If Israeli journalist and writer Ariana Melamed had a similar artistic interest, she could have made video clips that were just as damning. If she had pulled out her cellphone last summer, she could have shown the stranger who spat in her face as he angrily muttered, “Fat slob.” Instead, she documented the incident on her Facebook page, using the weapon she had developed to cope with such incidents: her sharp tongue. “Fat women are such a terrible threat that they cannot be seen in advertisements (except for ones about weight loss, right?), filmed for television or employed as spokespeople or in public relations, create a positive impression in any job interview or be seen in public with anyone,” she wrote then, taking the opportunity to start a discussion about the place – or, more precisely, lack of one – of fat women in the Israeli media.Source

Sunday, 14 December 2014

New store going small in the Village

MUNCIE When Tamar Lask decided to open a business near Ball State University in Muncie, she decided to do something different.
She didn’t open Juniper, her women’s fashion store, in the new $60-million Village Promenade commercial-and-apartment development.
Instead, Lask and her husband, Peter, opened their third Juniper store in the Uni-Mart building across University Avenue from Village Promenade.
Lask said the decision was an easy one.
“Muncie Mall was not on our radar, not even a little bit,” Lask said. “We wanted to be adjacent to campus. We did inquire about Village Promenade., but we really liked the charm of the older space. And having real storefront windows appealed to us. It was smaller. We wanted to keep it simple. We wanted to keep it intimate.”
So Muncie’s newest clothing store and the Village’s newest business moved into the Uni-Mart, one of the neighborhood’s oldest commercial structures, having been built 80 years ago and still home to businesses like Insomnia Cookies.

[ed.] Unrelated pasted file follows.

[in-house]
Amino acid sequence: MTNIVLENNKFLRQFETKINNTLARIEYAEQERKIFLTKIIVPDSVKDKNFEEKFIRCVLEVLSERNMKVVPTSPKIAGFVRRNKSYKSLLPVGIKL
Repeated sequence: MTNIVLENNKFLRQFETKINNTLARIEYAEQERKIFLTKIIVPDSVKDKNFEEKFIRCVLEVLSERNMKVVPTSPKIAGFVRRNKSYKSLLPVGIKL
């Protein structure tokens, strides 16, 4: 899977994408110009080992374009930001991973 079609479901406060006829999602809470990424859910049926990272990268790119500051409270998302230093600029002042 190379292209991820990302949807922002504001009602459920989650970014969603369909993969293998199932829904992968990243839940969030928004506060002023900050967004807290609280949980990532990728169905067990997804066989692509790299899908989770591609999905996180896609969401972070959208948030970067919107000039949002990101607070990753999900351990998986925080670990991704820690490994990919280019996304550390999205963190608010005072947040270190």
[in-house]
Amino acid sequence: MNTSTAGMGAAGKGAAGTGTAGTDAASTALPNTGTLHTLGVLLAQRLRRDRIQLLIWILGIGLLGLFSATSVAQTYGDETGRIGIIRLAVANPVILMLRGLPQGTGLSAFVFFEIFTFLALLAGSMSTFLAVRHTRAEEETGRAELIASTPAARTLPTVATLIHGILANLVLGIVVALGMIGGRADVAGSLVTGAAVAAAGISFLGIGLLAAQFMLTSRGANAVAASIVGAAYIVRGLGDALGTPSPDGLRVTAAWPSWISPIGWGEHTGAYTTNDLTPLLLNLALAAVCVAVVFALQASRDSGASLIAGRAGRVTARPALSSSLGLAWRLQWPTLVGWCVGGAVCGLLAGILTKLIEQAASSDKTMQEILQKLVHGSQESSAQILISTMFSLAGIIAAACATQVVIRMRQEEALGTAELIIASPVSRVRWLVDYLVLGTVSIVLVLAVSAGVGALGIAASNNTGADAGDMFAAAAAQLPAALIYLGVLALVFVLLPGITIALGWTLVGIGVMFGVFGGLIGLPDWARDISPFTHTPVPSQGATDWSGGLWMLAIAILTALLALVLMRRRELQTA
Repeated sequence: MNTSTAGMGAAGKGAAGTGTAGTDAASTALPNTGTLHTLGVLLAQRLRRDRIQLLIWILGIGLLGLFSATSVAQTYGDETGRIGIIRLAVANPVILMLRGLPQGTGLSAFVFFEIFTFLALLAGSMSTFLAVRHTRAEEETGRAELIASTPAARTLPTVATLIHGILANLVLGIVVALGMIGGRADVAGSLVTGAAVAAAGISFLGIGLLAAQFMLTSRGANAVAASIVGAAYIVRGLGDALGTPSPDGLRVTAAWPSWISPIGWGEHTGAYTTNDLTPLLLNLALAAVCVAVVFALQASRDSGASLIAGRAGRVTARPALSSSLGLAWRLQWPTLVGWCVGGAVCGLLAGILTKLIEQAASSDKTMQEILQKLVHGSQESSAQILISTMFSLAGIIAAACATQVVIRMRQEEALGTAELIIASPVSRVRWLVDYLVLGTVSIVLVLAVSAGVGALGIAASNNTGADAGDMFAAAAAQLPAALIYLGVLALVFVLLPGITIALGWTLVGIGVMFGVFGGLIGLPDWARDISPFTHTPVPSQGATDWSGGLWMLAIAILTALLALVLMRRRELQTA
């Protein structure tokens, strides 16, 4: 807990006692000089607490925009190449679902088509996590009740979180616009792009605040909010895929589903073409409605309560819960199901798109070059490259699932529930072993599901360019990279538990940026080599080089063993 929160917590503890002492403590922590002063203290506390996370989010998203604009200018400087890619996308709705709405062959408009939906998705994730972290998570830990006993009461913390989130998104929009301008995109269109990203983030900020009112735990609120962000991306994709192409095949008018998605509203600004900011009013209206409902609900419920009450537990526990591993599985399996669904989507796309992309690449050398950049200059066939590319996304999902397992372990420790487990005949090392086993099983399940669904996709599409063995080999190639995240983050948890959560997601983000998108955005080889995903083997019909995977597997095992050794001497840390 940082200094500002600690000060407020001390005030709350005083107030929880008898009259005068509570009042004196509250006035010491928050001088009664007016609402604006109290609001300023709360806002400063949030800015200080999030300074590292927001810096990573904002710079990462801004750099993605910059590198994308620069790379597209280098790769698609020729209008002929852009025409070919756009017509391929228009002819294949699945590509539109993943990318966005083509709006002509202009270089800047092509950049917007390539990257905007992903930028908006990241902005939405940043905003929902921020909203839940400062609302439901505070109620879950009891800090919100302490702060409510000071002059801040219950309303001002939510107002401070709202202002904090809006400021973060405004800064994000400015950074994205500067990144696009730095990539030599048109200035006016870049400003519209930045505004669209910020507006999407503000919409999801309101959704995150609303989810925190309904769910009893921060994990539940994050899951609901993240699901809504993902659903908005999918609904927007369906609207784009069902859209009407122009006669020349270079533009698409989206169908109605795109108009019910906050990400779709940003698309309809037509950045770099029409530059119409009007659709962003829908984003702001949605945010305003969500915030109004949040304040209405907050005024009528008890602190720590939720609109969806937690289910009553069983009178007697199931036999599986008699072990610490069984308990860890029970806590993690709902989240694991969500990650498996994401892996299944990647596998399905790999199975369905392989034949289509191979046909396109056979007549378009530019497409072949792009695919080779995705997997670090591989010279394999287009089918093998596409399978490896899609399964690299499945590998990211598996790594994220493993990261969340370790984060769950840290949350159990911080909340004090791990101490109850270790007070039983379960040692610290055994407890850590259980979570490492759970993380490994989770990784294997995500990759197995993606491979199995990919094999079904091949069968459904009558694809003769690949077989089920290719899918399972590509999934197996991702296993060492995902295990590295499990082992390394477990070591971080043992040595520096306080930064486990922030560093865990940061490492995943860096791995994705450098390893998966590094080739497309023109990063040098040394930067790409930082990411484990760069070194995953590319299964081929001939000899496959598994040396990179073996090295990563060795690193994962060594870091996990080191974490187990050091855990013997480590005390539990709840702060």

The Ball State-area location is the latest move for Tamar and Peter Lask, who have been slowly growing in the retail business in Ohio and Indiana.Source

Glam Up Your Holiday Party Style With This Season's Trends

Everyone loves a good holiday party — the champagne, the eggnog, the sugar cookies.
But if you're going to one of these shindigs, you're going to want to look sharp.
This season the classic holiday trends are back: sparkles, deep reds, and bauble-like jewelry. 
If the event's a little on the fancy side, you'll definitely want to go for a cocktail dress and heels combo.
But if it's more low-key, a few great holiday-styled accessories are the way to go.
Happy holidays.Source

Thursday, 11 September 2014

Federal agents seize $75 million in L.A. Fashion District raid

When a Mexican drug cartel took a U.S. citizen hostage for a cocaine debt two years ago, it demanded his family deliver $140,000 in ransom to QT Maternity, a wholesaler selling pastel tank tops and ruched swimsuits in downtown Los Angeles.

Federal agents on Wednesday raided that store and others in the bustling fashion district, seizing more than $75 million they declared “blood money.”

Calling Los Angeles the “epicenter” of money laundering for Mexican cartels, Assistant U.S. Attorney Robert E. Dugdale said some fashion district merchants accept huge sums of cash stuffed in duffel bags, boxes and luggage carried into their stores, sometimes by strangers.